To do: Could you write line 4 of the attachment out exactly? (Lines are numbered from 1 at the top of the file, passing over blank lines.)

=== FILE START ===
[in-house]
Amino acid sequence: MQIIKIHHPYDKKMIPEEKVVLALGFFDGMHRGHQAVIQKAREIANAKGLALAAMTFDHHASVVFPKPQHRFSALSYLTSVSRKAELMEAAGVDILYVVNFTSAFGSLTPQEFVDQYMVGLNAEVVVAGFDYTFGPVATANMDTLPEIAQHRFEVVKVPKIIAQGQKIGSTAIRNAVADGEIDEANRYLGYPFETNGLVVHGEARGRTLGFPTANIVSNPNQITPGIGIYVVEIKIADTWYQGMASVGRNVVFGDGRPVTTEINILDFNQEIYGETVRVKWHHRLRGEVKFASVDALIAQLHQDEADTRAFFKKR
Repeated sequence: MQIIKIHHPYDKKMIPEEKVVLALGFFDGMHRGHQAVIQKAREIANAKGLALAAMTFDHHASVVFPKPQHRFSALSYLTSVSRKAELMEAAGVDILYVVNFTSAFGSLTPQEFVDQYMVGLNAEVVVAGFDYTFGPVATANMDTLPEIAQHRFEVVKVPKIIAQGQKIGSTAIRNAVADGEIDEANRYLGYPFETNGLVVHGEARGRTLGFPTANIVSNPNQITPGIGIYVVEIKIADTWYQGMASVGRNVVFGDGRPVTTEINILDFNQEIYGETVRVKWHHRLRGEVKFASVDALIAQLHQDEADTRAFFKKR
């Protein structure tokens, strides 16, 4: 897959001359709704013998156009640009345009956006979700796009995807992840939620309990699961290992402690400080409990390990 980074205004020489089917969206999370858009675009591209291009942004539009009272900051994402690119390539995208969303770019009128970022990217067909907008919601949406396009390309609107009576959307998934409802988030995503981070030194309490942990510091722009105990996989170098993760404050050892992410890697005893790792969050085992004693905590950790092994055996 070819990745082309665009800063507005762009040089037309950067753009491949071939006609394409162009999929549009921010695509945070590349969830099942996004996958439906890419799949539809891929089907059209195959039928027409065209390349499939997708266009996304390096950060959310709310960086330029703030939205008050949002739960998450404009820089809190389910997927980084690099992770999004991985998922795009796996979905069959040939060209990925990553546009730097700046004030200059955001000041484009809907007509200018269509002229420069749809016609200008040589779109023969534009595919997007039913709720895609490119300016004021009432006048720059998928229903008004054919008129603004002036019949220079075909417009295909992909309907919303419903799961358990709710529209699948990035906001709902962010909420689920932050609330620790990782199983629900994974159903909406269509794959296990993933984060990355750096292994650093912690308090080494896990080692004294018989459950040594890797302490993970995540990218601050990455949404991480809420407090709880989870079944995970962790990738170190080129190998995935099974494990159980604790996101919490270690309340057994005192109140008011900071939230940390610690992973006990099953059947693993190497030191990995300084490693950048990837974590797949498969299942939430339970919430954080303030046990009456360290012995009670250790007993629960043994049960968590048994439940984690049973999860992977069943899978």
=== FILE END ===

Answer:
């Protein structure tokens, strides 16, 4: 897959001359709704013998156009640009345009956006979700796009995807992840939620309990699961290992402690400080409990390990 980074205004020489089917969206999370858009675009591209291009942004539009009272900051994402690119390539995208969303770019009128970022990217067909907008919601949406396009390309609107009576959307998934409802988030995503981070030194309490942990510091722009105990996989170098993760404050050892992410890697005893790792969050085992004693905590950790092994055996 070819990745082309665009800063507005762009040089037309950067753009491949071939006609394409162009999929549009921010695509945070590349969830099942996004996958439906890419799949539809891929089907059209195959039928027409065209390349499939997708266009996304390096950060959310709310960086330029703030939205008050949002739960998450404009820089809190389910997927980084690099992770999004991985998922795009796996979905069959040939060209990925990553546009730097700046004030200059955001000041484009809907007509200018269509002229420069749809016609200008040589779109023969534009595919997007039913709720895609490119300016004021009432006048720059998928229903008004054919008129603004002036019949220079075909417009295909992909309907919303419903799961358990709710529209699948990035906001709902962010909420689920932050609330620790990782199983629900994974159903909406269509794959296990993933984060990355750096292994650093912690308090080494896990080692004294018989459950040594890797302490993970995540990218601050990455949404991480809420407090709880989870079944995970962790990738170190080129190998995935099974494990159980604790996101919490270690309340057994005192109140008011900071939230940390610690992973006990099953059947693993190497030191990995300084490693950048990837974590797949498969299942939430339970919430954080303030046990009456360290012995009670250790007993629960043994049960968590048994439940984690049973999860992977069943899978």